Our little EV has been on display at Science Alive – a local 3 day science show. Our local branch of the Australian Electric Vehicle Association (AEVA) was asked to set up a booth. A good chance to show off Electric Cars to the general public.
At the show we set up a slide show of photos on a big LCD screen, for example shots of the car under construction and the various components and tools we used. We also typed up 2 page flyers on Rosemary’s Electric Car (yes, I have admitted it is hers!) which talks about our real EV life experience and busts a few EV myths like:
- Electric Cars are Expensive
- Electric Cars are Slow
- They don’t have enough range
- But we need infrastructure like charging stations
- The power stations will be overloaded
- Charging is slow
The cool thing about our EV is it gets used every day. We greatly prefer it to our other, infernal combustion car. This gives us real life EV experience that we like to communicate to people. Much better to hear it from real people using a real EV every day than the media or car companies.
The booth was staffed by local AEVA members over 3 days, including Rosemary and I. Rosemary manned the booth on Friday when all the school students came through. She found the girls to be more interested in the the car – they asked the best questions.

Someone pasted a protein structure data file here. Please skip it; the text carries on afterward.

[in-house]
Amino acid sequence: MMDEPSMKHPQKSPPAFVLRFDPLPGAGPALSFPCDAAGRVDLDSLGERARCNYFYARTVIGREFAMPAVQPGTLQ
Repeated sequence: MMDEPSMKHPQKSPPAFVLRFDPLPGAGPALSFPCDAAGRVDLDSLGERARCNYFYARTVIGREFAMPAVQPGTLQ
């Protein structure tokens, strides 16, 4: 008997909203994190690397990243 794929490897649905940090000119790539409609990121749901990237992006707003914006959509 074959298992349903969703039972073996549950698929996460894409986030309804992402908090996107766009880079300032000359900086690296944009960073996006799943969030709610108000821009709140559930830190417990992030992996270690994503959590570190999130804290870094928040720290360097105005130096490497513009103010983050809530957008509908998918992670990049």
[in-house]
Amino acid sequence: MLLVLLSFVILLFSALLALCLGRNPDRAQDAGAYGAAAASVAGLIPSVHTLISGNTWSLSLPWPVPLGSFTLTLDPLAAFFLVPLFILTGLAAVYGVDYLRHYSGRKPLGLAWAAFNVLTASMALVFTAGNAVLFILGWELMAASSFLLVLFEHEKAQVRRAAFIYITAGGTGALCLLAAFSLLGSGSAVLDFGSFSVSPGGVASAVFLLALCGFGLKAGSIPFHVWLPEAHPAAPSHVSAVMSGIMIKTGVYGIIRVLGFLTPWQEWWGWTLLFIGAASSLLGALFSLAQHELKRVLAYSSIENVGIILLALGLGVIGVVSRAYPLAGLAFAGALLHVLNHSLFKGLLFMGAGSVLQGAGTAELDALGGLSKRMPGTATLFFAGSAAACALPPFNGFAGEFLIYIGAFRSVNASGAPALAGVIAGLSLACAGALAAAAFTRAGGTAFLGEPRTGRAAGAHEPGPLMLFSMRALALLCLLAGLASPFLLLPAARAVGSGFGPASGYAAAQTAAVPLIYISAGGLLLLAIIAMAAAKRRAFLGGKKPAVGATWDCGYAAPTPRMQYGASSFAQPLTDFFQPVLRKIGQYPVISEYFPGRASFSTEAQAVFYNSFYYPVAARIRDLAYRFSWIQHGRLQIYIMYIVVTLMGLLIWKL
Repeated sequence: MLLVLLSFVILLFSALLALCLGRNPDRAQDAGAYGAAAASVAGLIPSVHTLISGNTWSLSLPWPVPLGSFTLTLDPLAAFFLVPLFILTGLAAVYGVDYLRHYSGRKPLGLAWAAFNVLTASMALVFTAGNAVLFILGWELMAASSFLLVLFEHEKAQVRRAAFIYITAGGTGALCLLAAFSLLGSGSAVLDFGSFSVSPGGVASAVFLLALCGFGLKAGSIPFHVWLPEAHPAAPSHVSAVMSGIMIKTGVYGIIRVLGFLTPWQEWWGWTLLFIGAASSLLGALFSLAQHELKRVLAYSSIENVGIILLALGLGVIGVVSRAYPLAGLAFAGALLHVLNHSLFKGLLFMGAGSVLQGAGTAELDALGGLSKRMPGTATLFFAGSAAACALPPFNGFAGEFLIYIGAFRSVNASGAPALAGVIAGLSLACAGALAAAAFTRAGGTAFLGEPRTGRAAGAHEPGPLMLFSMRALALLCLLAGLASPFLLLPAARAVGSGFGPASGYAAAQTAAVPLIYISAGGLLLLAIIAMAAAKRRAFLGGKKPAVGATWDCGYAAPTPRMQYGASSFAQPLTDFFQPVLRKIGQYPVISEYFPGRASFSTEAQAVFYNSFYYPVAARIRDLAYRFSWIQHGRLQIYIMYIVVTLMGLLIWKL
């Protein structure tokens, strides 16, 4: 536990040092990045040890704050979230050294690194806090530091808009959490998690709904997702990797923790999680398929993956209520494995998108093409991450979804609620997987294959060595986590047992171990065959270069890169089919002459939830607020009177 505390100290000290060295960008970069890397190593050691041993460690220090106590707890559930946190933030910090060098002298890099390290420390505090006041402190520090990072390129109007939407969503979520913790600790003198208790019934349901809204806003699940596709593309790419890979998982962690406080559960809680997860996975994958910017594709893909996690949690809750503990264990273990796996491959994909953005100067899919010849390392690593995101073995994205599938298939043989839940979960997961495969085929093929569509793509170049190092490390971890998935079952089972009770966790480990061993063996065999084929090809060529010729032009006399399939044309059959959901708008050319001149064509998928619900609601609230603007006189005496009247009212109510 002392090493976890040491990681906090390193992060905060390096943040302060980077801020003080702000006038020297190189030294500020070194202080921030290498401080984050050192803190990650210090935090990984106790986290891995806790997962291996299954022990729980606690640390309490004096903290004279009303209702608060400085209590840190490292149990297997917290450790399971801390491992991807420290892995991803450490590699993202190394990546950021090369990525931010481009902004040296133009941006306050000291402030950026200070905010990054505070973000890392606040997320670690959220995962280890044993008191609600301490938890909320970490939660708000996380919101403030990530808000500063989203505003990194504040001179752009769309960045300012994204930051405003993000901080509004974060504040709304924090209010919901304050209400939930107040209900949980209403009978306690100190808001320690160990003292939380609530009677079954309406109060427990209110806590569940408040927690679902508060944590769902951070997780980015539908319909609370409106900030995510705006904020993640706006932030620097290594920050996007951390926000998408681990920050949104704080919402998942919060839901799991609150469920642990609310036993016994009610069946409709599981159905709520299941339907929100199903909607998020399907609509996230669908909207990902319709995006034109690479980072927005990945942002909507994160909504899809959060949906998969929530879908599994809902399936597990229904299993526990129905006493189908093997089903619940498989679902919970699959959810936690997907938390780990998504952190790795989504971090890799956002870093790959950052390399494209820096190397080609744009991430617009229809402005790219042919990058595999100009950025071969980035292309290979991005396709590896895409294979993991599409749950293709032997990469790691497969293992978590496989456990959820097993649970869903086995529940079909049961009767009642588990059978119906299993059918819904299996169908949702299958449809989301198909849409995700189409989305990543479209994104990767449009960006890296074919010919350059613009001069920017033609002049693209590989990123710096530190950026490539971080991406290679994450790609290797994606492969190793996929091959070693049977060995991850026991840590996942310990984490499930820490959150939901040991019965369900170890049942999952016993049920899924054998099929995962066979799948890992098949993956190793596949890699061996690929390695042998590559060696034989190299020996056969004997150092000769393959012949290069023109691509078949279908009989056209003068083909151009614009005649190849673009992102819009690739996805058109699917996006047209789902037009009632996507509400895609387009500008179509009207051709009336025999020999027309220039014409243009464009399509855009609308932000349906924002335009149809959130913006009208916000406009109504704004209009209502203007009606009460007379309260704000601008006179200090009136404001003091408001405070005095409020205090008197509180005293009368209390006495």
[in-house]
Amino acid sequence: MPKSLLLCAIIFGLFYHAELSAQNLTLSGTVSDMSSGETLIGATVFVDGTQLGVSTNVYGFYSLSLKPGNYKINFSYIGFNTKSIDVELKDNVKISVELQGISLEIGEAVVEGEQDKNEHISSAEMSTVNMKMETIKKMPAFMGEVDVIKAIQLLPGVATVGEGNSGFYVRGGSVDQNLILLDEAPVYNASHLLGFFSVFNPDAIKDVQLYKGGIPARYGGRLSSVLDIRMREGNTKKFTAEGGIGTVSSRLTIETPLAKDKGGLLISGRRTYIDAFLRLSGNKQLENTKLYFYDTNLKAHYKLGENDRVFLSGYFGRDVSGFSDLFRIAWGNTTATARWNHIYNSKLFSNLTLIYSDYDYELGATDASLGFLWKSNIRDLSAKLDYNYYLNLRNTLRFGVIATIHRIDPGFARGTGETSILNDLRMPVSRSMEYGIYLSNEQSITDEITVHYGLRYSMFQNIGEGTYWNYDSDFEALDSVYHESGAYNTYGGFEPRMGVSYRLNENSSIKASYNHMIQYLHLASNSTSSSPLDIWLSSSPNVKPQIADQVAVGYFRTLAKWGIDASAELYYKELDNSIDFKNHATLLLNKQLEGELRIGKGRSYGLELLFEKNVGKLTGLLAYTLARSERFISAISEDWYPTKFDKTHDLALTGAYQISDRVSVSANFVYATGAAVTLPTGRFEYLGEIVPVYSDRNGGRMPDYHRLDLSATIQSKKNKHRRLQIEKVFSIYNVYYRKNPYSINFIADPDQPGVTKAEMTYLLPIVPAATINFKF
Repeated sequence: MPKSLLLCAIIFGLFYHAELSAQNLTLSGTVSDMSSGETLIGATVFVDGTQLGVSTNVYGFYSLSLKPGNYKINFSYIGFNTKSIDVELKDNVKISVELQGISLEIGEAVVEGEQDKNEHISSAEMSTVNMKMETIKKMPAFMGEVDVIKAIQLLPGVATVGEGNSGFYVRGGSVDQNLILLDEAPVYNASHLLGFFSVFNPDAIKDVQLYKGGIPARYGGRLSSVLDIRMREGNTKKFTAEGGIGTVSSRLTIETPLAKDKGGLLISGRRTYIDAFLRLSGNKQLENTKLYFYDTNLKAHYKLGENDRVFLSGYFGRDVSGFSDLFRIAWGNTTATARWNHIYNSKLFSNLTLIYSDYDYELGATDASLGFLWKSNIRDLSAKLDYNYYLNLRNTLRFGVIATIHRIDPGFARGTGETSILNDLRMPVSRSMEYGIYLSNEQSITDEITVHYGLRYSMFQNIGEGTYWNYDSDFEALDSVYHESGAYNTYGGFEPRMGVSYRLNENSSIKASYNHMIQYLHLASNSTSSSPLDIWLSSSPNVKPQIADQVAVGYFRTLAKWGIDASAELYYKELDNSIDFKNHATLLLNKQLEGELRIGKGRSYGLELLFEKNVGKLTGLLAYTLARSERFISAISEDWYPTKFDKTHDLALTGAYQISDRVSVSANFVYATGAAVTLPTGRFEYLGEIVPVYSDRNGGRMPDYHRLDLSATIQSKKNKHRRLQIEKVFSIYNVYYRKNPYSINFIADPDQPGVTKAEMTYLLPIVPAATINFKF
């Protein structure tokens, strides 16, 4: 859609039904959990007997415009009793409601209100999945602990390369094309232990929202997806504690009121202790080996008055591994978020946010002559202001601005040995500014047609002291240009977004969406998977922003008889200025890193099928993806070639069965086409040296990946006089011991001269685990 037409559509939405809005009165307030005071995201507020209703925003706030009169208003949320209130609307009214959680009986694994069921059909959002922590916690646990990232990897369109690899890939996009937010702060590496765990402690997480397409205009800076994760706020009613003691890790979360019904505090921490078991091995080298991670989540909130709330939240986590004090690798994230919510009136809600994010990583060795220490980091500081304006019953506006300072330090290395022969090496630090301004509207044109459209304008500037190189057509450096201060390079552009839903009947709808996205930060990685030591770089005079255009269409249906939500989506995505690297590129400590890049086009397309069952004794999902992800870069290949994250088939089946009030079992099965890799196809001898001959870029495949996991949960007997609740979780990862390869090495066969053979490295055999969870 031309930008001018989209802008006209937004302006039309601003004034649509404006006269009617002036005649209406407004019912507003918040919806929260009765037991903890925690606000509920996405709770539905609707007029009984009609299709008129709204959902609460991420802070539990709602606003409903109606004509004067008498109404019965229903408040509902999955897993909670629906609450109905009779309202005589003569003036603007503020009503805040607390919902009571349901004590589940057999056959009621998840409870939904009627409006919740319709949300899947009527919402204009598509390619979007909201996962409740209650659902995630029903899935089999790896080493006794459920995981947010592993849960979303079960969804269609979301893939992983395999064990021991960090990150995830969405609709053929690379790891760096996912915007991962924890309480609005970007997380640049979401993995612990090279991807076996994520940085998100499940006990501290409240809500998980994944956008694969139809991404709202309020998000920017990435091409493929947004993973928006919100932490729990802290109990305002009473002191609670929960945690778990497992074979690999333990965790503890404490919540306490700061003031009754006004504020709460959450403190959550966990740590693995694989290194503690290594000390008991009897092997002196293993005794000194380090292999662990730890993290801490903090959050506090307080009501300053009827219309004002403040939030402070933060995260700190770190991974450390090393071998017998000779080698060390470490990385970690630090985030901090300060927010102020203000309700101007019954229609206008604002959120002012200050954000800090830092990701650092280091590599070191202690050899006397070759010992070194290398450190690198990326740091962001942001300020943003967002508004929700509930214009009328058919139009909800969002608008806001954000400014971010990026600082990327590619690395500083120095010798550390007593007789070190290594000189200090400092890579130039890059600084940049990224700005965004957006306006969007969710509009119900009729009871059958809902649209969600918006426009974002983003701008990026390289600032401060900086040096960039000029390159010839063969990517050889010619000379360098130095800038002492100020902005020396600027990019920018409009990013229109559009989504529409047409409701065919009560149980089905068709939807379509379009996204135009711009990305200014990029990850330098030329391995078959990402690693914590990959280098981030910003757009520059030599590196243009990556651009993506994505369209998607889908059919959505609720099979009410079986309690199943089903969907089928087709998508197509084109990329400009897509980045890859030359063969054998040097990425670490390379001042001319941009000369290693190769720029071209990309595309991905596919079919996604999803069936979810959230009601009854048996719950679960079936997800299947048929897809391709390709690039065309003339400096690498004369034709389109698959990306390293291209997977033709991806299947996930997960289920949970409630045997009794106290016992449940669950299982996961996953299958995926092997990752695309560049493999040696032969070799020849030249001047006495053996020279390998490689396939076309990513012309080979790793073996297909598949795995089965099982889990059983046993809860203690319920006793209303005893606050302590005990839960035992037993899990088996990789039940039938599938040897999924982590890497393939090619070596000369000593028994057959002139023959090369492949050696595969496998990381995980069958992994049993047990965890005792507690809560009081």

I spent Sunday at the booth. I thought the LCD slide show worked really well to explain things that weren’t obvious from the assembled car, like exactly how the motor fits to the transmission. There were a lot of common questions, which could probably be handled by signs at the next event:
- The range (80-130km for our car). This is a major preoccupation for non-EV drivers. However we find our EVs range isn’t an issue for us in day-day driving. The question is more an indication of the current state of education on EVs. Once you drive one, a lot of concerns like range and charging go away.
- Where is the motor? Our motor is small (7 inch diameter by 14 inches) and obscured by batteries. A picture or arrow might help.
- Kids instinctively want to touch, even though there is a do not touch sign. Little kids can’t read. This is a concern when you have 120V and 500A within a few cm of little fingers.
Thanks especially to Eric Roda and Edward Booth for the hard work they put into this event. Science Alive was a good warm up for the National EV Festival which will be held here in Adelaide on November 5/6 this year.